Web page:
Highlights of the regions
Wastewater management facilities
The plan updates wastewater management facility planning areas in the region and identifies community plans for wastewater treatment. In the plan local officials have presented their community's plans for wastewater treatment. Some have used this opportunity to decide that they want to limit spread of sanitary sewers so as to maintain lower development densities that are commensurate with maintaining rural character. With its adoption by NOACA and certification by Ohio EPA only those sewer plans that are consistent with the Clean Water 2000 plan will be approved.
Nonpoint source controls
The plan recommends local government use of some new tools to control nonpoint source pollution, a growing regional problem. (Nonpoint source pollution is diffuse pollution from the runoff from roads, farm fields and other sources. It is much harder to control than point sources, such as the discharge pipe from a factory). These tools include new model ordinances to help better manage storm water runoff and to control construction site erosion/sediment problems. They also include a riparian buffer ordinance designed to move people out of danger from flooding and stream bank failure, while protecting streams and aquatic life from further degradation. Local officials are also being asked to encourage broader use of low-impact designs for new subdivisions that help to maintain areas of natural vegetation while still accommodating growth.
Home sewage management
A new initiative to improve the operation and maintenance of home sewage disposal systems, another major source of water pollution, was developed with the guidance of the seven-county health departments in Northeast Ohio. The plan identifies enhanced management policies to be implemented by these agencies to better protect the region's water resources and to avoid future problems in unsewered areas without requiring the extension of sanitary sewers into areas where they are not wanted.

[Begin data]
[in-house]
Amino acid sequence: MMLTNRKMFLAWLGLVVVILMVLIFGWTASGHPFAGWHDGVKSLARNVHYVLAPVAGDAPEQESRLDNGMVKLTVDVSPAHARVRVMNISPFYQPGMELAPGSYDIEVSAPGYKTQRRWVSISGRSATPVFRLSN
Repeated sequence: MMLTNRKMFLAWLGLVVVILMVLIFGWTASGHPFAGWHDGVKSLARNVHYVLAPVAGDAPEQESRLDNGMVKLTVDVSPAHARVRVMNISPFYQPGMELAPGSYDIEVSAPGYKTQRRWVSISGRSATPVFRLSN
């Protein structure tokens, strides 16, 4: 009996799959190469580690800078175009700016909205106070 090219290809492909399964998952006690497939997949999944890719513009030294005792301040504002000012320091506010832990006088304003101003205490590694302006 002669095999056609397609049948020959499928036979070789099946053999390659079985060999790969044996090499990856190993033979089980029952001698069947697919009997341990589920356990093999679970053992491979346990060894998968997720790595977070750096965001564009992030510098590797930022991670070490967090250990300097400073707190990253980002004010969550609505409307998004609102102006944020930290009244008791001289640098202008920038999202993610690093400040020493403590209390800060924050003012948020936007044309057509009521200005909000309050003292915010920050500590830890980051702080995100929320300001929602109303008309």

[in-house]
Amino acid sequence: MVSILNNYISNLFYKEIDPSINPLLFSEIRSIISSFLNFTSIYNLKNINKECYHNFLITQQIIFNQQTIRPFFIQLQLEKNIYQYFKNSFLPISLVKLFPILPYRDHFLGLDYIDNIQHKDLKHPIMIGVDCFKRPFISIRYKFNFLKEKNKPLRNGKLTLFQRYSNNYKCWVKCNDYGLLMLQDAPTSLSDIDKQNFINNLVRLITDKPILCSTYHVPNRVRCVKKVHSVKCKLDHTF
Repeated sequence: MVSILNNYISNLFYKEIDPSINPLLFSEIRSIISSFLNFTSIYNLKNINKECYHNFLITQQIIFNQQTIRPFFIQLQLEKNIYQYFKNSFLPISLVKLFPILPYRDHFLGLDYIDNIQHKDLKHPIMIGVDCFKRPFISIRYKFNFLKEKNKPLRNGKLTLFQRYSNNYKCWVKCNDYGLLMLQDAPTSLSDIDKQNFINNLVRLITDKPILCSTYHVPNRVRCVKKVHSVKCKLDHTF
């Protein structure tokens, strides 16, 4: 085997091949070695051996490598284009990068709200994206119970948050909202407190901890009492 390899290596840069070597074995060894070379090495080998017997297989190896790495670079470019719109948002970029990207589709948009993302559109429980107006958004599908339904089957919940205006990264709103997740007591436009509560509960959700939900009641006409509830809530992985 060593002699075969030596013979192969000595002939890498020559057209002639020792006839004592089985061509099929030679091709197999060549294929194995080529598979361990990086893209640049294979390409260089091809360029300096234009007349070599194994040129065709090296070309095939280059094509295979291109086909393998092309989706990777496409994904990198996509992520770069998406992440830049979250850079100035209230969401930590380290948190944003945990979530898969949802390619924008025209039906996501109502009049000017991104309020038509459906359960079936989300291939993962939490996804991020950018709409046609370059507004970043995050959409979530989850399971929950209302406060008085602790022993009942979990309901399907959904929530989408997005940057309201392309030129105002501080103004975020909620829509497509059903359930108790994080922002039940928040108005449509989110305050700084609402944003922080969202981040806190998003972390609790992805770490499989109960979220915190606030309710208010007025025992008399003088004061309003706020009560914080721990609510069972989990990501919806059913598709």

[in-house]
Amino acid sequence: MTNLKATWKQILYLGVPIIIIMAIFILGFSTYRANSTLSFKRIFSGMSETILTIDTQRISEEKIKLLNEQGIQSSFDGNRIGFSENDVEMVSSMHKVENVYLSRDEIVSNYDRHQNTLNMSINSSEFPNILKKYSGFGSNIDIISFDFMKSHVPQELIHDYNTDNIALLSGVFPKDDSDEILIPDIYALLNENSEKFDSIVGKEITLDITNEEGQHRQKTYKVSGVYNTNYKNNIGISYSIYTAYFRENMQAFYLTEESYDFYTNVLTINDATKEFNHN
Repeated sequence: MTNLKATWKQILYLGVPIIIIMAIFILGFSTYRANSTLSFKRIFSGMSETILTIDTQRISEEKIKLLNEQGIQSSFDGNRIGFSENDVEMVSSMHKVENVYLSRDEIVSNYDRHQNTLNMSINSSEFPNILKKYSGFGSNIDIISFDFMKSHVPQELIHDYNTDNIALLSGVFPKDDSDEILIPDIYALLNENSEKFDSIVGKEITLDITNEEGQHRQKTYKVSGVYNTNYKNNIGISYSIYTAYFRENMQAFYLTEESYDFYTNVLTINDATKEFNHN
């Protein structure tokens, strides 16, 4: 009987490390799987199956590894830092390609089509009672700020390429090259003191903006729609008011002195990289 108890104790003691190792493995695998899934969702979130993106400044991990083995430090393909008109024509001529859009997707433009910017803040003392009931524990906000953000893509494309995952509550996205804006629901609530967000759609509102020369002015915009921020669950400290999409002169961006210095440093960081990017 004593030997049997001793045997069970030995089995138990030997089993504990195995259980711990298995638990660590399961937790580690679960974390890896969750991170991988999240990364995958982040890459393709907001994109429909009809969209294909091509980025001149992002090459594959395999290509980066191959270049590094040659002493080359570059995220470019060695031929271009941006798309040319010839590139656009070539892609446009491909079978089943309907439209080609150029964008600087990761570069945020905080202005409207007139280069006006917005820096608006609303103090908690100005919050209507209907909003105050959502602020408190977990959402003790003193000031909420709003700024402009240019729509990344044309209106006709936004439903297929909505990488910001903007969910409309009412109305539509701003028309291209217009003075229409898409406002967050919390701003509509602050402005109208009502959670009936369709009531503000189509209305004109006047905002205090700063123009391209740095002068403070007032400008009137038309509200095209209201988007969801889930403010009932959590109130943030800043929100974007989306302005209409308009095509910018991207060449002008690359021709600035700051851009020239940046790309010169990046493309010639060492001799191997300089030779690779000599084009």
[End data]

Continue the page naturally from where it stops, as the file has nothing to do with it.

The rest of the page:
Protection of critical water resources
The region possesses numerous water resources that are so special that they are considered critical to the maintenance of local health and community welfare. These water resources include surface and groundwater-drinking supplies, high-quality vegetated riparian corridors, and streams with scenic, wild or recreational value. The plan identifies these critical water resources and recommends the adoption of procedures whereby local officials by themselves, or with the assistance of Ohio EPA when asked, are given a set of options to provide for enhanced protection of these critical water resources. Ohio EPA is requested to modify state Clean Water Act authority to enhance the capacity of local officials to protect critical resource areas. Ohio EPA is also requested to expand the list of project types eligible for low interest loans under the State Revolving Loan Fund for this purpose.
Restoration of urban streams
The plan recommends Ohio EPA approval of an urban streams restoration planning process that will enable local communities to undertake practical efforts to address streams heavily impacted by urban land uses. The plan also provides recommendations for enhancing watershed planning, and better coordination of transportation and water quality infrastructure planning.